The white nationalist nicknamed the “Crying Nazi” after he was featured in a documentary about clashes in Charlottesville has been found guilty of extortion and threatening to rape a woman.
Christopher Cantwell, 39, was convicted on Monday of one count of transmitting extortionate communications and one count of threatening to injure property or reputation, according to the US Attorney’s Office for the District of New Hampshire. He was found not guilty of cyberstalking.
Federal prosecutors said Cantwell used the Telegram messaging app to threaten to rape a Missouri man’s wife if he did not give him personal information about the leader of a white supremacist group called Bowl Patrol.
Cantwell, according to prosecutors, sought the personal information of someone who went by the name “Vic Mackey”, who was believed to be the leader of the group. He also sent a series of threatening text messages because he believed members of the group were harassing him online.
Besides threatening rape, Cantwell also said he would release the man’s personal information and report him to child protective services in messages dated from 15 June 2019 until 17 June 2019.
“So if you don’t want me to come and f*** your wife in front of your kids, then you should make yourself scarce,” one message read. “Give me Vic, it’s your only out.”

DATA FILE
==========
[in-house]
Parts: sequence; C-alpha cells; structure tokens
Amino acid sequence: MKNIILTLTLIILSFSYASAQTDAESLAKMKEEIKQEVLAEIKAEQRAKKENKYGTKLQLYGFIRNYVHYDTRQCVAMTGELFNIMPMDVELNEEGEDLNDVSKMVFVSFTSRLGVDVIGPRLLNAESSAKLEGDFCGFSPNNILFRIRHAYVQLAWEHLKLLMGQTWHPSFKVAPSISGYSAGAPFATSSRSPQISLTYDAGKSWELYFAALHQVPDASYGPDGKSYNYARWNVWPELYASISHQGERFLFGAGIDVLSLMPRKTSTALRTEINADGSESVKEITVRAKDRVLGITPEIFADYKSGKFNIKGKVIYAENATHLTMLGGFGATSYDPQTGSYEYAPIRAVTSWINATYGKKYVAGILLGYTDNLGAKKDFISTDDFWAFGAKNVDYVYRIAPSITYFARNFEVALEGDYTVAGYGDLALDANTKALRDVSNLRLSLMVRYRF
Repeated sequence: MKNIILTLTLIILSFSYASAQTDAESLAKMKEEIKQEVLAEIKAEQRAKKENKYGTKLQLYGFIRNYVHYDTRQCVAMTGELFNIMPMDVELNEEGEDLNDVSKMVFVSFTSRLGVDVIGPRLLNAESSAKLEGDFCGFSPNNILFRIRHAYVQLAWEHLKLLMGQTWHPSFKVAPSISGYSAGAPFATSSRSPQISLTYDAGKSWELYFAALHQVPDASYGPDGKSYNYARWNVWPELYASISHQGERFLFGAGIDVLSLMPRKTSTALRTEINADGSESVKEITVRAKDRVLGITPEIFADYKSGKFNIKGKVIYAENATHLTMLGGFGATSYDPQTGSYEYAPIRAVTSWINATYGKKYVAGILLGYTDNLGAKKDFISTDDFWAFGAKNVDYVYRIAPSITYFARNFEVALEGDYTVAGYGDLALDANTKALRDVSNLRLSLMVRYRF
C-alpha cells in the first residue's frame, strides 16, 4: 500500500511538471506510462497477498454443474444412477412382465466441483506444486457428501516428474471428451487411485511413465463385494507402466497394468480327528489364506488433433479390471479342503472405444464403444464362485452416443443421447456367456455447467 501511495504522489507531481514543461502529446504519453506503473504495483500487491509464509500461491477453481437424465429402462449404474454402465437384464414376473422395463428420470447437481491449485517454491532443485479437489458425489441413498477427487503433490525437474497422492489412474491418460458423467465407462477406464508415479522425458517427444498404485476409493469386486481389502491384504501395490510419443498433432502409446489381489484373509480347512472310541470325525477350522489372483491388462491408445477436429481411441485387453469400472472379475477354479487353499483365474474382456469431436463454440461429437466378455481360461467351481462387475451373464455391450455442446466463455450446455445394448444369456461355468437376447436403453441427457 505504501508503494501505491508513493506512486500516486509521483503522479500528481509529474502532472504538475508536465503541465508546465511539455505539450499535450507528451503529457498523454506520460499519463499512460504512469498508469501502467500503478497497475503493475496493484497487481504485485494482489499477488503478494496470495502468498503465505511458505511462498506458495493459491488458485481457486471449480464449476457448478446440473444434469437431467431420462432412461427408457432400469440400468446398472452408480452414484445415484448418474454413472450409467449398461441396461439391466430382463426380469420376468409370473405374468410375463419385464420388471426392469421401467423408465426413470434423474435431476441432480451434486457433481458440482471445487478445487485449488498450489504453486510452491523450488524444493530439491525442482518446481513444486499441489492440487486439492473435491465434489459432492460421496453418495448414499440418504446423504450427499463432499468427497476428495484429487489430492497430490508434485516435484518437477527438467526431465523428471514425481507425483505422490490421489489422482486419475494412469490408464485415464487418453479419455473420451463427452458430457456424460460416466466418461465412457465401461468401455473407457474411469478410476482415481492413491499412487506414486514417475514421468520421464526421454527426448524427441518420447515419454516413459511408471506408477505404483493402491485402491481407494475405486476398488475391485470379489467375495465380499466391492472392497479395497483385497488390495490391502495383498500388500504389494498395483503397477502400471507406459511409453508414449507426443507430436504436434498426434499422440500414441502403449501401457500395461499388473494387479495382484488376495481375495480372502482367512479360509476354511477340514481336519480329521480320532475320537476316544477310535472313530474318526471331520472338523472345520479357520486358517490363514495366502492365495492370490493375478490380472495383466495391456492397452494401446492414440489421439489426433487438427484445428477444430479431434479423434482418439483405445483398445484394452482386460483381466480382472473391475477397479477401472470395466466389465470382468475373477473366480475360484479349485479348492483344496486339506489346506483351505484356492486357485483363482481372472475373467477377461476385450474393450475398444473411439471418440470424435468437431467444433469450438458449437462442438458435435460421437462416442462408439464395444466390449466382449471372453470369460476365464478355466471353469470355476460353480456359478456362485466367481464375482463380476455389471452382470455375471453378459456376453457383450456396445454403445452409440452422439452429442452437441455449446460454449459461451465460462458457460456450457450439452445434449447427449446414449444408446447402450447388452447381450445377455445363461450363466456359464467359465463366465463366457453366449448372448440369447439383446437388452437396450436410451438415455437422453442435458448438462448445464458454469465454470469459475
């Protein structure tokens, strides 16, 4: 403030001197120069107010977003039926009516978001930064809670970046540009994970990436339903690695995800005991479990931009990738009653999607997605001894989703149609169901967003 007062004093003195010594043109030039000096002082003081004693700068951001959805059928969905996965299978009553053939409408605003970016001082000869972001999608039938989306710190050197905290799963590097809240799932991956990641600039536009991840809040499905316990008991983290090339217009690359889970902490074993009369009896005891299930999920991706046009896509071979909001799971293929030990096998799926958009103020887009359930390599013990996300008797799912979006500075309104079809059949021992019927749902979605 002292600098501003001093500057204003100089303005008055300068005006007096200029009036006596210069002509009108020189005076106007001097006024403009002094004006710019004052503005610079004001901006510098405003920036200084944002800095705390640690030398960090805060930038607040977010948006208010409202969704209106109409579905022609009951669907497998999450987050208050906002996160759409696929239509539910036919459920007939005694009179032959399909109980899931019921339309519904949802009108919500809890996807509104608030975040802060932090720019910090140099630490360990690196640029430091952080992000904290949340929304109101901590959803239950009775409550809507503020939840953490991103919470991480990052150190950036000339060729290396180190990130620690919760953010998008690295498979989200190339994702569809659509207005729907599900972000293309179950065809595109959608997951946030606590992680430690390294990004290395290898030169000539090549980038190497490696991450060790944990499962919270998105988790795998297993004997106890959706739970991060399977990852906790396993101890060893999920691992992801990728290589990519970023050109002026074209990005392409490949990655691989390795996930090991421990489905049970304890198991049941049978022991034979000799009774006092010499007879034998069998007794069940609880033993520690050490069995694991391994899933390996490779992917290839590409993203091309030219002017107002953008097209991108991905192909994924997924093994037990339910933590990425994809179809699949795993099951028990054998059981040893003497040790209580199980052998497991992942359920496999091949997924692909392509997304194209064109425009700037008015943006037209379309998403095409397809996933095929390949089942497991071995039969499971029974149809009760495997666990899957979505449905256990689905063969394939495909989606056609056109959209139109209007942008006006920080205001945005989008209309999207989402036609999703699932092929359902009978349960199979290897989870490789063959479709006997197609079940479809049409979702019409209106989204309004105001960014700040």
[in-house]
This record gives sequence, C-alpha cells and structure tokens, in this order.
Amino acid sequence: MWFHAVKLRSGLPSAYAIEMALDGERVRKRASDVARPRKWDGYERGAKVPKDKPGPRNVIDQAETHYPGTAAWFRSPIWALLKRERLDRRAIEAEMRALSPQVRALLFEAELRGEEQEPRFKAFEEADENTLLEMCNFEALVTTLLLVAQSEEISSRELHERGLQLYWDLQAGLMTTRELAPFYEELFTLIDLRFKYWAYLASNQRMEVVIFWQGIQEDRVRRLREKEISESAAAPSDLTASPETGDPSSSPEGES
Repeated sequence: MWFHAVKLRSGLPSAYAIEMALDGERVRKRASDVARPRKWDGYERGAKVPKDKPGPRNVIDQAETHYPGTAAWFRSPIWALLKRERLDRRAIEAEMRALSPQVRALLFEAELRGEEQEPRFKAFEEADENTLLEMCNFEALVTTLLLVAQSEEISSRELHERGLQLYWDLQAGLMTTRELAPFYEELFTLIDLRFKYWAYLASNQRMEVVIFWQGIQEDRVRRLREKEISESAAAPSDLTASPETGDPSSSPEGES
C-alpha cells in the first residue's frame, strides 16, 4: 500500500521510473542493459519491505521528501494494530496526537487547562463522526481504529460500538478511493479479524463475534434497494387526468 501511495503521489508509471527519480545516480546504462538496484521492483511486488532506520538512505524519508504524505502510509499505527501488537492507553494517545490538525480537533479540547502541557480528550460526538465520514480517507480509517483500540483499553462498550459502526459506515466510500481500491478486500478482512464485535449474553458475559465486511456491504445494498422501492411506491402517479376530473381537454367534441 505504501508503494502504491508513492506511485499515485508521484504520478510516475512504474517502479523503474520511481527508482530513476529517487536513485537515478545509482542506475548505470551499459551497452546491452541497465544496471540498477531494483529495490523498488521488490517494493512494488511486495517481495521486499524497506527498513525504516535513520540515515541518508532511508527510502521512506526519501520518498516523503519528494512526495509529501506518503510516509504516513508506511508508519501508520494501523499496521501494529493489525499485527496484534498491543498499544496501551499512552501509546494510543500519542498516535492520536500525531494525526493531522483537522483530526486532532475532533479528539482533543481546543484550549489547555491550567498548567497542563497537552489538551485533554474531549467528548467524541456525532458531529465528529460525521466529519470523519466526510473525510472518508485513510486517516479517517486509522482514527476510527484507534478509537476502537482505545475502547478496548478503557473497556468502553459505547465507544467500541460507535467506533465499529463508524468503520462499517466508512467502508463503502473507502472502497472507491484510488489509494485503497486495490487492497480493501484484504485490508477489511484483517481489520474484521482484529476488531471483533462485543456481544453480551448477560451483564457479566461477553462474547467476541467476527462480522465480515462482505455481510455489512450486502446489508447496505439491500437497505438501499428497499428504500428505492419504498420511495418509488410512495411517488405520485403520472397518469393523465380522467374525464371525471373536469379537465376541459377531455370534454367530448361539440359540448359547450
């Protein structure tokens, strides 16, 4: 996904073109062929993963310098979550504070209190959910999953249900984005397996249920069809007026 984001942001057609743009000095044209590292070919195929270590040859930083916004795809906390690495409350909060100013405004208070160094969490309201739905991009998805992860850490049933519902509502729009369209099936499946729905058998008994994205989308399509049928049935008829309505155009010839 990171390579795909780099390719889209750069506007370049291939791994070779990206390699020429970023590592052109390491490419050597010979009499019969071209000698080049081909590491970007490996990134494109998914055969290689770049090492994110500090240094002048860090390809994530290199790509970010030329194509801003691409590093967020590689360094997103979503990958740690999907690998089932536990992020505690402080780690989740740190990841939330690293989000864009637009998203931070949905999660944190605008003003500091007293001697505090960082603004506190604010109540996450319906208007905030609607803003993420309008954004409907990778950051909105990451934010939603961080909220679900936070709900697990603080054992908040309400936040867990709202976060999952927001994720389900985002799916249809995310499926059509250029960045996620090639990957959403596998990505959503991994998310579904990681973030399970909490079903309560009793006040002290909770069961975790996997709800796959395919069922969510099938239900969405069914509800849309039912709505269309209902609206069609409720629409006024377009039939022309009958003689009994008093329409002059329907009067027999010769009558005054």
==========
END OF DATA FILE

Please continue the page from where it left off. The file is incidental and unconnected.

Lawyers for Cantwell defended their client by stating the messages were just “obscene” and “over the top”, not actually a serious threat. But prosecutors disagreed.
“Sending threatening and extortionate messages over the internet can instill fear and emotional damage,” said US Attorney Scott W Murray with the District of New Hampshire. “I am grateful to the jury for weighing the evidence in this case and finding that this defendant’s disturbing conduct was unlawful.”
Cantwell now faces up to 22 years in prison on the two counts.
The New Hampshire resident became known for chanting “Jews will not replace us” in a Vice documentary showing the 2017 white nationalist rally in Charlottesville, Virginia. He earned the nickname “Crying Nazi” by online commenters after releasing an emotional video on Facebook about a warrant issued for his arrest.
He pleaded guilty to assault in 2018 after using pepper spray on counter-protesters during the 2017 rally and was banned from Virginia for five years due to his actions.